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IP Resource Center


By Evan Smith

For entrepreneurs, intellectual property rights are a key business tool that can enhance profit margins, market share, and name recognition. Without these rights, companies with financial clout or superior distribution channels may copy your approach and take over your market. Understandably, venture capitalists like to see business plans that include protecting and exploiting proprietary rights.

There are four major categories of intellectual property protection: Patents, Trademarks and Unfair Competition, Copyrights, and Trade Secrets. Each has a specific function and provides a different kind of protection. Thus, each should be considered (and implemented where appropriate).

Patent Law protects new products, features, methods, and operating sequences. A patent covers specific features of a product or steps of a process (defined in the patent's claims) and the patent can be enforced to prevent competitors from offering those features or performing those steps. In internet-based businesses where a product or service is delivered using unique custom software, patent coverage may be particularly important. If your method of doing business is unique, the software that implements it may also be unique, and a patent on the software could make it impractical for others to copy your business concept.

Design Patents are a special category of patents that protect the unique ornamental appearance of a product or screen icon.

Trademark Law protects the "brand names" and domain names that distinguish your products and services from those of competitors. These laws prevent another company from using a trademark or service mark that is so close to yours that it is likely to confuse customers. Trademark and service mark rights are established by using the marks in commerce, and the marks can be registered to enhance protection.

Unfair Competition laws are closely related; for example, the federal Lanham Act prohibits practices such as copying product packaging or appearance in a way that creates confusion among customers.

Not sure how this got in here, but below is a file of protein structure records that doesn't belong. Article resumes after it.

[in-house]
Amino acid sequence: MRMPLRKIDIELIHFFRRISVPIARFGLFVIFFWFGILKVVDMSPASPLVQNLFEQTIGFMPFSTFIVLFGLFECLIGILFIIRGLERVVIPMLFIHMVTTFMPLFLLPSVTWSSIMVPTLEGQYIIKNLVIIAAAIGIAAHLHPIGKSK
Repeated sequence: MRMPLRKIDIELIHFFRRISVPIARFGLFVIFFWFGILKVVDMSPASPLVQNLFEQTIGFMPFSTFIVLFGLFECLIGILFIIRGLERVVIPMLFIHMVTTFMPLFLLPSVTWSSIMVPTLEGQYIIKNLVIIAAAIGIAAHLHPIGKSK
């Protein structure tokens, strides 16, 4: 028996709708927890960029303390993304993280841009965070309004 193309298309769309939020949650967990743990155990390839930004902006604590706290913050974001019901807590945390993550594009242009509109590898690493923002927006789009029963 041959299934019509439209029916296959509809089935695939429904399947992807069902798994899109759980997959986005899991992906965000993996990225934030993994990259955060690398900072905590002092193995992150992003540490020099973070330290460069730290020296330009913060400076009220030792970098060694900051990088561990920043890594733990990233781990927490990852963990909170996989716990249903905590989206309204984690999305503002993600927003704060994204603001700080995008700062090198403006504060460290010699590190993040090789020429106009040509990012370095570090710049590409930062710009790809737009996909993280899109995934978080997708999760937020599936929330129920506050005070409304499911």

Copyright Law prevents others from copying (in whole or in part) the unique expressions of a writer, artist, or programmer. Copyright does not protect the underlying ideas, systems, or factual information disclosed in a copyrighted work, nor can it protect purely functional objects. Copyright does not prevent others from creating similar material without having seen yours, and does not prevent copying of short words and phrases (for example, trademarks and slogans).

Trade Secret Law protects business or technical information that has value because others do not know this secret information. Examples include business plans, financial data, formulas, source code, and future product ideas. Trade secret rights are established by carefully guarding the information, using techniques such as physical security and confidentiality agreements. If you are careful to maintain secrecy, yet your secrets are improperly disclosed (for example by an employee or business associate violating a confidentiality agreement), you may be able to obtain damages and prevent those receiving the secrets from using them.

Consult your attorney for detailed advice about how different forms of intellectual property protection can be applied to your situation.

Copyright 1997 Greenberg Traurig - All rights reserved.
Used with permission.

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